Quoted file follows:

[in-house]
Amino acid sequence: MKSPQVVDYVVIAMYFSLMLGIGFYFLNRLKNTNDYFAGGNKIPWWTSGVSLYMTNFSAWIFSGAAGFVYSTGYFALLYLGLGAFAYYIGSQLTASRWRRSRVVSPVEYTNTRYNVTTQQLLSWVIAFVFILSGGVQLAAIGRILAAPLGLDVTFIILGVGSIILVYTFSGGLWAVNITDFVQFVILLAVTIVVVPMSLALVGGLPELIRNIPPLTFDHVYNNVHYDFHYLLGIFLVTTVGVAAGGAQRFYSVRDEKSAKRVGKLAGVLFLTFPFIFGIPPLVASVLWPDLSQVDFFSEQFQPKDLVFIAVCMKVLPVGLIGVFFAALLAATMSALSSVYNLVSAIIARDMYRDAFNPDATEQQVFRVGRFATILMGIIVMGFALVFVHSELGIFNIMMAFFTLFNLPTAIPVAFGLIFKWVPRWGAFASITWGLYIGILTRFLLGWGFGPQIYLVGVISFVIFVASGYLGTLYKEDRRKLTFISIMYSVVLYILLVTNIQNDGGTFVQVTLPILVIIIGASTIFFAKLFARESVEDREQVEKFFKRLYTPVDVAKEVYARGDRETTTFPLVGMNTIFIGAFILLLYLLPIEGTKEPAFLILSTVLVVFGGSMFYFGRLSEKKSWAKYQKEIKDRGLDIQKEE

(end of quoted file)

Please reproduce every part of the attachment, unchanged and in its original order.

[in-house]
Amino acid sequence: MKSPQVVDYVVIAMYFSLMLGIGFYFLNRLKNTNDYFAGGNKIPWWTSGVSLYMTNFSAWIFSGAAGFVYSTGYFALLYLGLGAFAYYIGSQLTASRWRRSRVVSPVEYTNTRYNVTTQQLLSWVIAFVFILSGGVQLAAIGRILAAPLGLDVTFIILGVGSIILVYTFSGGLWAVNITDFVQFVILLAVTIVVVPMSLALVGGLPELIRNIPPLTFDHVYNNVHYDFHYLLGIFLVTTVGVAAGGAQRFYSVRDEKSAKRVGKLAGVLFLTFPFIFGIPPLVASVLWPDLSQVDFFSEQFQPKDLVFIAVCMKVLPVGLIGVFFAALLAATMSALSSVYNLVSAIIARDMYRDAFNPDATEQQVFRVGRFATILMGIIVMGFALVFVHSELGIFNIMMAFFTLFNLPTAIPVAFGLIFKWVPRWGAFASITWGLYIGILTRFLLGWGFGPQIYLVGVISFVIFVASGYLGTLYKEDRRKLTFISIMYSVVLYILLVTNIQNDGGTFVQVTLPILVIIIGASTIFFAKLFARESVEDREQVEKFFKRLYTPVDVAKEVYARGDRETTTFPLVGMNTIFIGAFILLLYLLPIEGTKEPAFLILSTVLVVFGGSMFYFGRLSEKKSWAKYQKEIKDRGLDIQKEE